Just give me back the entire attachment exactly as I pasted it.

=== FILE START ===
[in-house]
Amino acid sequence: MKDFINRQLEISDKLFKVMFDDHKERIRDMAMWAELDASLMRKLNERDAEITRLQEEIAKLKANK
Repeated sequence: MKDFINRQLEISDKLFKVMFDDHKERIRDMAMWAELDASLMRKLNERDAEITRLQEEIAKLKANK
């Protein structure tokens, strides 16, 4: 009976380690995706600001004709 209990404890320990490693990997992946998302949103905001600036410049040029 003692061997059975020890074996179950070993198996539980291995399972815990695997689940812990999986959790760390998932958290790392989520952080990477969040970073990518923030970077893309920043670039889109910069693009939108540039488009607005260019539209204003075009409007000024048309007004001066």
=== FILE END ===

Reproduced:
[in-house]
Amino acid sequence: MKDFINRQLEISDKLFKVMFDDHKERIRDMAMWAELDASLMRKLNERDAEITRLQEEIAKLKANK
Repeated sequence: MKDFINRQLEISDKLFKVMFDDHKERIRDMAMWAELDASLMRKLNERDAEITRLQEEIAKLKANK
């Protein structure tokens, strides 16, 4: 009976380690995706600001004709 209990404890320990490693990997992946998302949103905001600036410049040029 003692061997059975020890074996179950070993198996539980291995399972815990695997689940812990999986959790760390998932958290790392989520952080990477969040970073990518923030970077893309920043670039889109910069693009939108540039488009607005260019539209204003075009409007000024048309007004001066």